It’s just data

JSON for Map/Reduce

James Snell: Abdera has always included the ability to serialize Atom entries to JSON. The mapping, however, was not all that ideal. So I rewrote it. The new serialization is VERY verbose but covers extensions, provides better handling of XHTML content, etc. I ran my initial try by Sam Ruby who offered some suggested refinements and I made some changes. The new output is demonstrated here (a json serialization of Sam Ruby’s blog feed). The formatting is very rough, which I’ll be working to fix up, but you should be able to get the basic idea.

Based on the comments, Patrick and Elias do not seem amused.  Guys, I’ve got a use case in mind, and I wonder if you wouldn’t mind helping me?

Imagine I have a database designed from the ground up for JSON.  One where incremental map/reduce jobs replace queries.  The data I plan to put in that database is from feeds: RSS 1.0, RSS 2.0, Atom 0.3, whatever; I don’t care.  With the components that go into Venus (UFP, HTML5LIB, and reconstitute) I can do a LOT of normalization.  Which is good, because I’d like to do all the normalization I can once, so that the subsequent map/reduce tasks can focus on more on the problem they are trying to solve and less on the syntax.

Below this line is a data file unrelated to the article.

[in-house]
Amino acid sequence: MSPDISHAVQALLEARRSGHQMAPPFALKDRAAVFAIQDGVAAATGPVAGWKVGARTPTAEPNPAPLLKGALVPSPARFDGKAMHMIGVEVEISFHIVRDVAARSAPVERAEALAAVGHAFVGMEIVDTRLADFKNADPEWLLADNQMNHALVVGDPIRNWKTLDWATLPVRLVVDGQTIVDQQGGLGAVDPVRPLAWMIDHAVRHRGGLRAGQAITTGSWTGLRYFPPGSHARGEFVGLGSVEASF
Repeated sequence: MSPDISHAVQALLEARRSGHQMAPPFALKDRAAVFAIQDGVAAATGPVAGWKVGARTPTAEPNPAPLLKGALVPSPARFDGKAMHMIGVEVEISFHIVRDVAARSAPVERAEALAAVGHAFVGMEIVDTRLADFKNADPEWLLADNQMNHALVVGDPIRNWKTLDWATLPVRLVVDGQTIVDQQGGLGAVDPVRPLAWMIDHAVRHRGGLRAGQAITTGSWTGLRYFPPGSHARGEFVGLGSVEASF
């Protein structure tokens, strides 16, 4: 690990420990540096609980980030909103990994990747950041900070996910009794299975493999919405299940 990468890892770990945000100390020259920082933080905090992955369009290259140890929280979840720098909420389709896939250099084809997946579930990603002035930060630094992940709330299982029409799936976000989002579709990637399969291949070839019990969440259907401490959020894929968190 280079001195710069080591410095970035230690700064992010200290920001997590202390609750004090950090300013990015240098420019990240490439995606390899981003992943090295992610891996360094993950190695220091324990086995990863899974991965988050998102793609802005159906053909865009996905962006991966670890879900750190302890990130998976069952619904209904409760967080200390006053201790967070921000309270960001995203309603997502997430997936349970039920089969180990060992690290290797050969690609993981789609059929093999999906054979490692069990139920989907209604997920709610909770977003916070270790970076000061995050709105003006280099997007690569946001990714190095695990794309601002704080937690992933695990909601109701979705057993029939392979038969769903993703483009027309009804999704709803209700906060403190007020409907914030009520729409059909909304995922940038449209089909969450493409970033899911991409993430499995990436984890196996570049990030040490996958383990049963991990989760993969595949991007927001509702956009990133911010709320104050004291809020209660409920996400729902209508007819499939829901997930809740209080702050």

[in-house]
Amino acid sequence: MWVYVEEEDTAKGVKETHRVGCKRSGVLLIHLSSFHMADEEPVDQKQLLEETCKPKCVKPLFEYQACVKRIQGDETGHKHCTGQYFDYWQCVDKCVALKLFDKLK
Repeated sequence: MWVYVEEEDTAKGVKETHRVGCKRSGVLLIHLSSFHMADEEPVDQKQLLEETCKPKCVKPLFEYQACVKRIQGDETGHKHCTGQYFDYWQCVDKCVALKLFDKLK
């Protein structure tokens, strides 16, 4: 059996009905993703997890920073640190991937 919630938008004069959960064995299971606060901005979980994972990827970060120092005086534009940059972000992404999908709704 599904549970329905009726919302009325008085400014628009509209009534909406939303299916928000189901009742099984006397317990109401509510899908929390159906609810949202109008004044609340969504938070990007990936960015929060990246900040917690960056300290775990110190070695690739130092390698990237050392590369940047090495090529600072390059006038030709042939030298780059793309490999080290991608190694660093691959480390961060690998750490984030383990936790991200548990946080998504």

The map/reduce jobs will typically be written in JavaScript.  By that I mean what you get when you apt-get install spidermonkey-bin and run from the command line, and not what you get whey you run within Firefox.  If you like, other languages could be substituted, if a strong enough case could be made.

The set of potential microformats is unbounded.  I’d like to be ready to handle microformats that haven’t been invented yet.  But to provide some specifics to this use case, lets consider hCalendar.  It contains dates and locations.

First, do all three of you agree that this is a reasonable use case?  If so, what would the ideal JSON format be for this case?  Remember, I’m willing to throw virtually unlimited resources at the one time pre-normalization step in the hopes that such efforts can help shave microseconds off of subsequent map tasks.

Again, to keep this grounded, try to sketch out the code for the map task.  Input is a key and a single JSON document, output is an array of [[dtstart, dtend, location], key].  I don’t care if the locations were originally in summary, content, description, content:encoded, or even title elements, I simply want the data.